For the last two years, the most prevalent words I have seen in the communication world have been “digital” and “disruption.” For the most part, the talk about each involved extolling the virtues of “digitalization” and “disruptiveness,” with much less tangible said about how to bring these qualities to life in a way that adds… Continue reading Can #internalcomms become a “weapon of mass disruption”?
For the last two years, the most prevalent words I have seen in the communication world have been “digital” and “disruption.” For the most part, the talk about each involved extolling the virtues of “digitalization” and “disruptiveness,” with much less tangible said about how to bring these qualities to life in a way that adds meaning or value.
Having recently set out on my own as a consultant focusing mainly on internal communication, my primary aim has been to disrupt commonplace notions about “how to do” #internalcomms. But in a short but memorable moment, my thoughts drifted towards how internal comms could itself become a force for disruption, holding the key to scaling, driving and delivering disruptive interventions on an enterprise-wide scale.
The key to seeing internal communication as a “weapon of mass disruption” is really to look at the nature of both of these terms, “mass” and “disruption.”
Internal comms embodies “mass” from an enterprise perspective in a number of crucial and complementary ways. The first, the way leaders commonly see internal communication, involves “mass delivery” of messages to all employees. The ability to “seize the radio stations,” harmonize the telescreens, and instantly distribute centrally-initiated messages in text, video, and/or audio formats remains one of an organization’s core tools to set, reinforce, or introduce changes in tone and direction.
But traditional “mass delivery” is not the only “mass” capability that internal communication can offer an organization with some appetite for disruptive interventions. Today, “mass selectivity” and “mass connectivity” can both amplify and target the power of interventions and new ideas. And “mass standardization” can make interventions and the wording of their definitions clear and consistently understood.
“Mass standardization” accelerates mass delivery by applying consistent terminology (and, in some cases, narrative and imagery) to specify and shape a favored idea and frame its intended impact.
“Mass selectivity” involves the ability to identify, connect and mobilize the “right” people to enable a particular disruption to spread. Whether using social mapping, influencer research, or ad hoc analysis to form a core group that connects the hierarchy with the important informal “tribes” and connective functions in an organization, the ability to select and build a core group allows a disruptive idea to incubate and generate emotional power and commitment among those who are responsible for its initial spread.
The contagion of this emotional commitment can often be accelerated by means of “mass connectivity.” Mass connectivity combines natural word of mouth as it spreads orally within teams, organizations and communities, and the networked power of external social networks and, where functioning, enterprise social networks inside the company firewall.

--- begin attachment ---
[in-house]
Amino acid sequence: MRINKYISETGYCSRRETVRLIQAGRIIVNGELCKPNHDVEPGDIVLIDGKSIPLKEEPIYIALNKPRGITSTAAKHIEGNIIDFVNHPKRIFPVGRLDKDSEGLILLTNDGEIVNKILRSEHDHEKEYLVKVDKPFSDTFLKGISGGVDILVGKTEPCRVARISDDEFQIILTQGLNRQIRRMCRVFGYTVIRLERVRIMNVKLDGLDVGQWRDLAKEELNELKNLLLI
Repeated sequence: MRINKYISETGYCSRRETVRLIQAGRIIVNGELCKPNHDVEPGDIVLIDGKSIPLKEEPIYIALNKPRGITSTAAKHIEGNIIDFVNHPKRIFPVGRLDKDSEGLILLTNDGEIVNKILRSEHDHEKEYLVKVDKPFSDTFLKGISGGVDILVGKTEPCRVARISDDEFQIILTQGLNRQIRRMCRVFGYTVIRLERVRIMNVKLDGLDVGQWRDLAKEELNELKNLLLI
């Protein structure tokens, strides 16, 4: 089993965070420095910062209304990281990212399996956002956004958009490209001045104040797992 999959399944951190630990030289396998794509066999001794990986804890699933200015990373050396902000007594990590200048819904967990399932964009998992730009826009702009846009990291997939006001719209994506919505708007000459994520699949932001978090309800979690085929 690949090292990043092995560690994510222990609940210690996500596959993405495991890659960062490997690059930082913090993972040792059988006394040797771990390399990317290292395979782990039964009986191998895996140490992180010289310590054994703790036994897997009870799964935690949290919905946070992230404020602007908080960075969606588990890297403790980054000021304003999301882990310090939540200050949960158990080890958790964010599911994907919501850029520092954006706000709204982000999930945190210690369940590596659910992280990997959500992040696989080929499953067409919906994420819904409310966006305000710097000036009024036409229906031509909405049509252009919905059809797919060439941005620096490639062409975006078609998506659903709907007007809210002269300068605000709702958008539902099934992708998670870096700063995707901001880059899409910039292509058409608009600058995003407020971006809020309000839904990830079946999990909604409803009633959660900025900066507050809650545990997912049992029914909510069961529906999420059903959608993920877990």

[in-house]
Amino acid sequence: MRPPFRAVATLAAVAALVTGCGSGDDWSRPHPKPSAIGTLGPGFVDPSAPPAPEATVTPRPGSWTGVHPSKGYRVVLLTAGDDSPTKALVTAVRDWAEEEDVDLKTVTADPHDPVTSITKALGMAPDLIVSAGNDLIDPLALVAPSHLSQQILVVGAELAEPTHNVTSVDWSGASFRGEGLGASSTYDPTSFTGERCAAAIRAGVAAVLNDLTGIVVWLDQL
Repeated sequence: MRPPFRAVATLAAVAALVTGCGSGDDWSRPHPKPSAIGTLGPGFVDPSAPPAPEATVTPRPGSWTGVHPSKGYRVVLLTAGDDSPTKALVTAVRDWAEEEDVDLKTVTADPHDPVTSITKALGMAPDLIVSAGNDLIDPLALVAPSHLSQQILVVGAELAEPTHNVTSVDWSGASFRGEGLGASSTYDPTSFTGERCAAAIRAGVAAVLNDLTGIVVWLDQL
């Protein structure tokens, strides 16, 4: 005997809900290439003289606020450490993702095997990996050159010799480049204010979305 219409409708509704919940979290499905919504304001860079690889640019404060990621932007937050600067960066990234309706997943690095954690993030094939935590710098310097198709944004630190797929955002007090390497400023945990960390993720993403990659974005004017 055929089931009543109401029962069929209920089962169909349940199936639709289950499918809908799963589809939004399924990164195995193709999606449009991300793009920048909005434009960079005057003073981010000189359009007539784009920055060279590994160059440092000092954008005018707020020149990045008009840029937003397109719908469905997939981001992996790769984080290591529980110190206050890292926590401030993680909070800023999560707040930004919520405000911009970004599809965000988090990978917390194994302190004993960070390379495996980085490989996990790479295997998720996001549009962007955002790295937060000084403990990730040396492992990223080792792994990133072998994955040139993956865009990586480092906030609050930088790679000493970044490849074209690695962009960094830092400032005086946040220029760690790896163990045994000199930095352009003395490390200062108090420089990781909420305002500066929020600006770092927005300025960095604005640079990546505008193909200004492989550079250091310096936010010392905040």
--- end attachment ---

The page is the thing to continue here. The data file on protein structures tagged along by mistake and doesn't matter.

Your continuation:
Internal communication’s ability to reach organizational populations through mass distribution, orchestrated influence and active agitation and connectivity is matched, if not exceeded, by what #internalcomms can do to shape, and even create, disruption itself.
What is disruption? Let’s look at what American dictionary Merriam Webster has to say. The verb “to disrupt” means “to cause (something) to be unable to continue in the normal way: to interrupt the normal progress or activity of (something).”
So, what does that mean for internal communications? Webster’s definition underscores the importance of internal communication in spreading disruption, so that disruptive changes stick and processes and practices are “unable to continue in the normal way.” Our understanding of our enterprises, markets and communities with our fluency in unleashing the mass dynamics of what make disruptions accelerate and stick makes us a formidable, perhaps even indispensable asset.
But our involvement isn’t simply limited to spreading disruption. We are also in a position to initiate it, to cause it. Rather than simply act as a vehicle for leaders who have disruptive agendas and need their ideas spread, we can identify, shape and even invent disruptive ideas on our own, and work with stakeholders to accelerate the flow of these disruptive ideas to the net benefit of our organizations.
New ideas, new practices, new promises, new words, new rules. We can spread them, and we can create them (and then spread them). We have the capability to commit mass disruption.
And mass disruption offers us a massive opportunity to change the terms.
Changing The Terms is a communication consulting practice focused on helping organizations improve alignment, differentiation and performance.
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Internal communications pro with a bent towards increasing impact while reducing noise and friction. Former US political consultant, London Business School MBA. Tribal loyalties include IABC, EACD, Tottenham Hotspur FC and the Wisconsin Badgers.Read all article from Mike Klein